Other Short Poem Pages


Poems are below...


Race | Short Famous Poems and Poets

 
by Tupac Shakur

Can You See the Pride in the Panther

Can You See the Pride In the Panther
As he grows in splendor and grace
Topling obstacles placed in the way,
of the progression of his race.
Can You See the Pride In the Panther as she nurtures her young all alone The seed must grow regardless of the fact that it is planted in stone.
Can You See the Pride In the Panthers as they unify as one.
The flower blooms with brilliance, and outshines the rays of the sun.


by Phillis Wheatley

On Being Brought from Africa to America

 'Twas mercy brought me from my Pagan land,
Taught my benighted soul to understand
That there's a God, that there's a Saviour too:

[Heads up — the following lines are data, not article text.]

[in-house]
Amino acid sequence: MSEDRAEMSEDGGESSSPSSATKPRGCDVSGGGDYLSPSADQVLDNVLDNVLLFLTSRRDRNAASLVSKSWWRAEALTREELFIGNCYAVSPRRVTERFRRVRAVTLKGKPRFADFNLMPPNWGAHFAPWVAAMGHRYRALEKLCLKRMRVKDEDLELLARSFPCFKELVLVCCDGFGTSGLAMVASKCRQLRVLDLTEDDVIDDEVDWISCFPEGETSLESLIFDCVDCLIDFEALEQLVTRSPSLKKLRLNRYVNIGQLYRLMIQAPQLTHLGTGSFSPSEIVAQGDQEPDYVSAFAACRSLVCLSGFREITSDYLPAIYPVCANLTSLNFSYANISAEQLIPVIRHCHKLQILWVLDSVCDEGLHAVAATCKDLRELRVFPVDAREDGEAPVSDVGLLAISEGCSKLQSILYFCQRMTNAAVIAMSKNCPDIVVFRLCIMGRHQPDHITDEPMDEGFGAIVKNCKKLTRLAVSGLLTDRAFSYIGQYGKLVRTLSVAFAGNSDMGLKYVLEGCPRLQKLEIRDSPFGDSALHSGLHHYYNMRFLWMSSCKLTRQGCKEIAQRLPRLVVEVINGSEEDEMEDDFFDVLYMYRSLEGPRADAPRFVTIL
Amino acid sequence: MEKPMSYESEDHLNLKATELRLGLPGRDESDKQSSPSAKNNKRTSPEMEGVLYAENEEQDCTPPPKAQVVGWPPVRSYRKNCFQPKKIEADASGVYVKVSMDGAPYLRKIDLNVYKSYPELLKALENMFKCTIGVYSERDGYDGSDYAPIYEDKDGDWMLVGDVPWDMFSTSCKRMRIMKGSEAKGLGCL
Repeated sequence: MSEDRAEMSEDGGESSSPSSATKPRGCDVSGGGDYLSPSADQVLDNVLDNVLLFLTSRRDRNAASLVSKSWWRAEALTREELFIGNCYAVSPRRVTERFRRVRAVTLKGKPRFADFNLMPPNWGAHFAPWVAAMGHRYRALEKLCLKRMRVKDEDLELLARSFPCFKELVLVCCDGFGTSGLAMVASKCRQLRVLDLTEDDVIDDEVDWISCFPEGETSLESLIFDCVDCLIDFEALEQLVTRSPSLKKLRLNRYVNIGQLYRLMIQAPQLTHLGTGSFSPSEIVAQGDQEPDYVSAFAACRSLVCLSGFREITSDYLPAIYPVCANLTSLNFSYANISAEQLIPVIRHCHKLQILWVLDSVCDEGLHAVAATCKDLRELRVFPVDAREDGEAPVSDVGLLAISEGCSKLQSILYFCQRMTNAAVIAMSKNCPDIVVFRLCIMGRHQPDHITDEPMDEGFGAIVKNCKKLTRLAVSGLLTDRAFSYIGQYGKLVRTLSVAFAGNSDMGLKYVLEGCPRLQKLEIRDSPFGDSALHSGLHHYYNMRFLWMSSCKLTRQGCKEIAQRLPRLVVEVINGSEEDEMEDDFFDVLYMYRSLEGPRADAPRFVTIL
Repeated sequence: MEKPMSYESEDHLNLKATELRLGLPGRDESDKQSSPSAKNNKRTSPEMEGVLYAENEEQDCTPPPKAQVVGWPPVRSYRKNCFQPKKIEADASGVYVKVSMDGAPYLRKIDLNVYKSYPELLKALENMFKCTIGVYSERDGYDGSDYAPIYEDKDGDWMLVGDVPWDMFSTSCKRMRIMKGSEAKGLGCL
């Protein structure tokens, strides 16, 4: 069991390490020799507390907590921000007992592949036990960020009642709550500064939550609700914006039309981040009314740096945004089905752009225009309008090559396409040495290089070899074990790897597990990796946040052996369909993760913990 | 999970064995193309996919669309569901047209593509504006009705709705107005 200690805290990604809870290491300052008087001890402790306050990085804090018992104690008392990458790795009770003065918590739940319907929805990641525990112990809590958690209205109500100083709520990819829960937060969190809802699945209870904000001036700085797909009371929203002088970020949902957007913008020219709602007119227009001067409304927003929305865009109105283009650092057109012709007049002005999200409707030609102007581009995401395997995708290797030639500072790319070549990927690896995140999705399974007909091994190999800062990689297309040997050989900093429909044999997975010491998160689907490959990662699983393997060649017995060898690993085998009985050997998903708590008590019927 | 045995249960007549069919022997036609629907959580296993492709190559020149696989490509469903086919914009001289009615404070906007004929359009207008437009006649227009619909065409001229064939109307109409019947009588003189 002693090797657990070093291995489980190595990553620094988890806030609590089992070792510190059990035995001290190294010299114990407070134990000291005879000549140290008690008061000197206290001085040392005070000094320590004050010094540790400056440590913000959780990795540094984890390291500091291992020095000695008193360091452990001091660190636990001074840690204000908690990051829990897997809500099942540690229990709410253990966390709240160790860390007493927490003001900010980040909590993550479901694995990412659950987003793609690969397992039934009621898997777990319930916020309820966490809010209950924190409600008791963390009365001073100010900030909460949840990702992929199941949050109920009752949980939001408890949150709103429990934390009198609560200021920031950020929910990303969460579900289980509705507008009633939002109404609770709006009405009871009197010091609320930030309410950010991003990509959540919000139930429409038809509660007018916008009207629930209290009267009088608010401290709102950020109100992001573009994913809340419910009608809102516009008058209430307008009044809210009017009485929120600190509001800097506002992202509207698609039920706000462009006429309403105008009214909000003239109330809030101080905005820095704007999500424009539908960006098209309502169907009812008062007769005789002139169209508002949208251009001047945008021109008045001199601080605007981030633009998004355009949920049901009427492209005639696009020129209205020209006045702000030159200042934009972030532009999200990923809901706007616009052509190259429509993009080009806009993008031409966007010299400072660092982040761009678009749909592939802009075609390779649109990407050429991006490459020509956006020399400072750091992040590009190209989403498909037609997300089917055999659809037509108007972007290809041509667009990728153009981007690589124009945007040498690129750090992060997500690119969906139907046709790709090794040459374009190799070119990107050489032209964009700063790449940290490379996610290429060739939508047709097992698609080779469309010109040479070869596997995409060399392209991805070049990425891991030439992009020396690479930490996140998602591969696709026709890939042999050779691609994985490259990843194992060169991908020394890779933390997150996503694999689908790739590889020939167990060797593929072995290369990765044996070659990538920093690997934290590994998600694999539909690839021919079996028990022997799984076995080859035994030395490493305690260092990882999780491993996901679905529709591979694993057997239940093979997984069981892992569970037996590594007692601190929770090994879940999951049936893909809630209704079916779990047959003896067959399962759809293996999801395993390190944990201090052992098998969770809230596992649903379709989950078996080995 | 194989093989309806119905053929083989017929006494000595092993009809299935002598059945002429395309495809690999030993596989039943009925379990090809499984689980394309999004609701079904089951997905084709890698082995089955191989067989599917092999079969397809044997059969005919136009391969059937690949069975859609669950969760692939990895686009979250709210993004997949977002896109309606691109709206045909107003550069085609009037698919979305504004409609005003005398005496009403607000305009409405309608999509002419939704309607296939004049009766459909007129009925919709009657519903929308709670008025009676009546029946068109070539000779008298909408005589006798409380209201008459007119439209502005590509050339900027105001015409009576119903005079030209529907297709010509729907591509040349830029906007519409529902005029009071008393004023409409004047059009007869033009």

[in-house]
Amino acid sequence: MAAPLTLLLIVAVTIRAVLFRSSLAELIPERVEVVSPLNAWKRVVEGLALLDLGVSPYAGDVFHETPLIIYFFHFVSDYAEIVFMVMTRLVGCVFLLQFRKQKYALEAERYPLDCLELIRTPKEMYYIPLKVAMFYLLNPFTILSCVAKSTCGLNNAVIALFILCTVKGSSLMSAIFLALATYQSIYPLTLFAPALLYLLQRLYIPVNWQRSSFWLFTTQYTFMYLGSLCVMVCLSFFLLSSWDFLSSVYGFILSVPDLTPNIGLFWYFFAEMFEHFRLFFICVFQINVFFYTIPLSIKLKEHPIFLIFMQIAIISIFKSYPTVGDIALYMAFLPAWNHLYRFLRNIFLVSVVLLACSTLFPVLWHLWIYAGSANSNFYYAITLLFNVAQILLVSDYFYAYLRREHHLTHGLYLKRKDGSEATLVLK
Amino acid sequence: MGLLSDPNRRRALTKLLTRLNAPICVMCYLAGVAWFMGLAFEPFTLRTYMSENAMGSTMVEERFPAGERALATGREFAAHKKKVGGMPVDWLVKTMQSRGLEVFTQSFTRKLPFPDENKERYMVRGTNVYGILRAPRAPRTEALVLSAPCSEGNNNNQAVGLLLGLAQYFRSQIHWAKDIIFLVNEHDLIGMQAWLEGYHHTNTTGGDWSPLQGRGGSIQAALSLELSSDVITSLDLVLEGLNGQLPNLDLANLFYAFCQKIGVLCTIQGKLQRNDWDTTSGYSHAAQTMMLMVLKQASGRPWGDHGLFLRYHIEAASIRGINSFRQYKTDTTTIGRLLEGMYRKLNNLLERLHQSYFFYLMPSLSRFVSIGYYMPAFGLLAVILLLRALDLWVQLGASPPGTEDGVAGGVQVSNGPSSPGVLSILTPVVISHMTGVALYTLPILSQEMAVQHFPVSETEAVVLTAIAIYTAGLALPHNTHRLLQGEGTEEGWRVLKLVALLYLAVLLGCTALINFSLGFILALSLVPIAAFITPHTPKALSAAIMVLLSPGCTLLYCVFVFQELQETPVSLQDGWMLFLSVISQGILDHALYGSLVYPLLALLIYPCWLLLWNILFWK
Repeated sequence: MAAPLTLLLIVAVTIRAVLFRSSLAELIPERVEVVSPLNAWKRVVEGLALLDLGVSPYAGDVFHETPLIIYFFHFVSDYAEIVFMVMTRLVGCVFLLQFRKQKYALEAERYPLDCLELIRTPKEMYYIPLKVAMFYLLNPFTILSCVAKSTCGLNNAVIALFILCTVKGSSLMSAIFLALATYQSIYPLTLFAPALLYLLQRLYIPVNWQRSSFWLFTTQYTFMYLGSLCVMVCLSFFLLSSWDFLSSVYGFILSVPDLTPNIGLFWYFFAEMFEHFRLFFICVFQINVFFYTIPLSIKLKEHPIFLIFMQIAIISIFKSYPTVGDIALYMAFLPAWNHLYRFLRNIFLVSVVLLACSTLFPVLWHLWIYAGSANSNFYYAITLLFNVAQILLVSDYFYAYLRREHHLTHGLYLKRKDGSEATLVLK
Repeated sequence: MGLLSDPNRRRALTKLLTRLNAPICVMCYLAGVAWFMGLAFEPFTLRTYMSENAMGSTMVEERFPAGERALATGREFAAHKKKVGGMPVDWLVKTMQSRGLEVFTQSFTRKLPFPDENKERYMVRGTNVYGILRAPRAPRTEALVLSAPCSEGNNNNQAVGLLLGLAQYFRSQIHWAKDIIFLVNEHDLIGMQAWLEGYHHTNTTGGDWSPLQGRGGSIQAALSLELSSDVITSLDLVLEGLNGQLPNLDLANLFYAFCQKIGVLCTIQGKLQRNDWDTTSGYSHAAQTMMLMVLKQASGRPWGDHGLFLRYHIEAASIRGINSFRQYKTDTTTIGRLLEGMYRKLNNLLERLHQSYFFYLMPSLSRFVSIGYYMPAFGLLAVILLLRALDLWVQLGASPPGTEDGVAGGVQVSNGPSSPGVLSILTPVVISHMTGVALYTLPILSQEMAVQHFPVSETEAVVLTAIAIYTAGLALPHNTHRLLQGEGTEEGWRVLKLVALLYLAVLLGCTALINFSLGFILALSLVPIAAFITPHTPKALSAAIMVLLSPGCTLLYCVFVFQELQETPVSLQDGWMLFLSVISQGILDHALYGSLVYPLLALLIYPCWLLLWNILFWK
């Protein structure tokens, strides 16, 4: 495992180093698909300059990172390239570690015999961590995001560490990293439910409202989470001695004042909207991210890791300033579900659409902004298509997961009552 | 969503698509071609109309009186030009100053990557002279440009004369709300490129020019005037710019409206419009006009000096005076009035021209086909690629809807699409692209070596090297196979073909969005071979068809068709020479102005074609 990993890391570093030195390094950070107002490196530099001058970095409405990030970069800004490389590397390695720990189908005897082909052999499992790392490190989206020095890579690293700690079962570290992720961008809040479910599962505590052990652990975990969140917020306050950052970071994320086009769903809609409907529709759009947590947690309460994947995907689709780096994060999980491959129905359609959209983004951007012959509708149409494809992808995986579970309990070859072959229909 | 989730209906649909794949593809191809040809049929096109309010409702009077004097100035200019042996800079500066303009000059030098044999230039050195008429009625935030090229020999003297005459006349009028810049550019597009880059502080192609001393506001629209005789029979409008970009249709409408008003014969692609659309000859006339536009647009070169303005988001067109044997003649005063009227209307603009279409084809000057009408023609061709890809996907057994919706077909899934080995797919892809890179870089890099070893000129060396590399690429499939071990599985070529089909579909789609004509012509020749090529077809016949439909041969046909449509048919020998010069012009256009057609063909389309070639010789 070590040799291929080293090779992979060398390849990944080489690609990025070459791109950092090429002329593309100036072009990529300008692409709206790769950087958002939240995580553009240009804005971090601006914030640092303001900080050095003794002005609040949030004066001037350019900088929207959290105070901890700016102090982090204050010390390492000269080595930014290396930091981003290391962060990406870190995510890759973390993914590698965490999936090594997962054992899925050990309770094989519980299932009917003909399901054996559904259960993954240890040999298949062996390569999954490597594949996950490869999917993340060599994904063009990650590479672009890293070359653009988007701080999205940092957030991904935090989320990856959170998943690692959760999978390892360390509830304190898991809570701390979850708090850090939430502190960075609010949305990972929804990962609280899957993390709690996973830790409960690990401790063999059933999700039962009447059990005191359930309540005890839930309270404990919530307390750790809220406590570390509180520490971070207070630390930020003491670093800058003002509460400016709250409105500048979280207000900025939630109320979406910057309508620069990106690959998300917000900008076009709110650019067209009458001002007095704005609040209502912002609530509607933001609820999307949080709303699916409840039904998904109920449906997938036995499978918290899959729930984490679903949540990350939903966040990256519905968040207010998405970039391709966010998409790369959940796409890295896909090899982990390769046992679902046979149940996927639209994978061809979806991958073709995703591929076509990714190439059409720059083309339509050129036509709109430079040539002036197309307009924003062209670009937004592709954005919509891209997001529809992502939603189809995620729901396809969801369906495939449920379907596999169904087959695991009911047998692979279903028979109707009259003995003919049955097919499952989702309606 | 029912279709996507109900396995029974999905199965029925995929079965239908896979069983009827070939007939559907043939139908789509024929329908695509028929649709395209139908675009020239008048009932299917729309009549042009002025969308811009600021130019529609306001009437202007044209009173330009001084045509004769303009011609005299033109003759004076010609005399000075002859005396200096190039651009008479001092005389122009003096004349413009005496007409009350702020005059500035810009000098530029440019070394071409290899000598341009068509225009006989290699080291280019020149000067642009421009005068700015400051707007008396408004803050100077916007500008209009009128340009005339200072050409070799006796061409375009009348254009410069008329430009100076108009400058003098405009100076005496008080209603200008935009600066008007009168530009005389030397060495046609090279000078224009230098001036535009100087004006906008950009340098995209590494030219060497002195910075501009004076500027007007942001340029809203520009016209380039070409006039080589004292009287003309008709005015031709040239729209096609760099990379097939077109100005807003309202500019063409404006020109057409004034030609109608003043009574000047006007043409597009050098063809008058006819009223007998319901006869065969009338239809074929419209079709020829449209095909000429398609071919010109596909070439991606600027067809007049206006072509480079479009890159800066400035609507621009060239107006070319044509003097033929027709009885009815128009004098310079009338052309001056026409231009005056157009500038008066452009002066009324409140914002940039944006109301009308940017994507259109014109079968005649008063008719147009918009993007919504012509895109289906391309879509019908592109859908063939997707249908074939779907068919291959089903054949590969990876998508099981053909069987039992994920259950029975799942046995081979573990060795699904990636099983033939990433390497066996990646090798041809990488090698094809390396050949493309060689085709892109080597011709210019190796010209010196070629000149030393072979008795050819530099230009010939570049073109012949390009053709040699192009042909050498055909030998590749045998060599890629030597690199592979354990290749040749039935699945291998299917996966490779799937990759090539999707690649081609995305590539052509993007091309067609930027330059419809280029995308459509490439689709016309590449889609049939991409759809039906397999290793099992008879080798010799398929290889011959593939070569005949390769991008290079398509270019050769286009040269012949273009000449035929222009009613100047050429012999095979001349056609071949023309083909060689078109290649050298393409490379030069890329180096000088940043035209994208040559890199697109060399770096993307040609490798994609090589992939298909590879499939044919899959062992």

Once I redemption neither sought nor knew.
Some view our sable race with scornful eye, "Their colour is a diabolic die.
" Remember, Christians, Negro's, black as Cain, May be refin'd, and join th' angelic train.


by Robert Frost

A Cliff Dwelling

 There sandy seems the golden sky
And golden seems the sandy plain.
No habitation meets the eye Unless in the horizon rim, Some halfway up the limestone wall, That spot of black is not a stain Or shadow, but a cavern hole, Where someone used to climb and crawl To rest from his besetting fears.
I see the callus on his soul The disappearing last of him And of his race starvation slim, Oh years ago -- ten thousand years.


by Phillis Wheatley

One Being Brought From Africa To America

 'TWAS mercy brought me from my Pagan land,
Taught my benighted soul to understand
That there's a God, that there's a Saviour too:
Once I redemption neither sought now knew,
Some view our sable race with scornful eye,
'Their colour is a diabolic die.
' Remember, Christians, Negroes, black as Cain, May be refin'd, and join th' angelic train.